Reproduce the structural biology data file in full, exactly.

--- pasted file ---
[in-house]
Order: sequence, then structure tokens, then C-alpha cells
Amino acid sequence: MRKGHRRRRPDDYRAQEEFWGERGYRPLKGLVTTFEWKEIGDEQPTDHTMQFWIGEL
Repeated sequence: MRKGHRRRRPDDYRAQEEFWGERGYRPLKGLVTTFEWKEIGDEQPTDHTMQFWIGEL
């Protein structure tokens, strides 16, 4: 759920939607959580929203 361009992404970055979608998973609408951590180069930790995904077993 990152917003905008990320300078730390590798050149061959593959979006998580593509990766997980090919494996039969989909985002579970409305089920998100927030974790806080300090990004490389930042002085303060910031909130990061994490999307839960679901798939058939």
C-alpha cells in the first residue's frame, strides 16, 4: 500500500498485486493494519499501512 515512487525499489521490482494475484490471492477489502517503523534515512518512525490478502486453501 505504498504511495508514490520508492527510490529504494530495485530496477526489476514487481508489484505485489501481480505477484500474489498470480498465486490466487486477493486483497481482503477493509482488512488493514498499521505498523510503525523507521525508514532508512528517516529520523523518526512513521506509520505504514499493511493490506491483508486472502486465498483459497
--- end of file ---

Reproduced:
[in-house]
Order: sequence, then structure tokens, then C-alpha cells
Amino acid sequence: MRKGHRRRRPDDYRAQEEFWGERGYRPLKGLVTTFEWKEIGDEQPTDHTMQFWIGEL
Repeated sequence: MRKGHRRRRPDDYRAQEEFWGERGYRPLKGLVTTFEWKEIGDEQPTDHTMQFWIGEL
């Protein structure tokens, strides 16, 4: 759920939607959580929203 361009992404970055979608998973609408951590180069930790995904077993 990152917003905008990320300078730390590798050149061959593959979006998580593509990766997980090919494996039969989909985002579970409305089920998100927030974790806080300090990004490389930042002085303060910031909130990061994490999307839960679901798939058939």
C-alpha cells in the first residue's frame, strides 16, 4: 500500500498485486493494519499501512 515512487525499489521490482494475484490471492477489502517503523534515512518512525490478502486453501 505504498504511495508514490520508492527510490529504494530495485530496477526489476514487481508489484505485489501481480505477484500474489498470480498465486490466487486477493486483497481482503477493509482488512488493514498499521505498523510503525523507521525508514532508512528517516529520523523518526512513521506509520505504514499493511493490506491483508486472502486465498483459497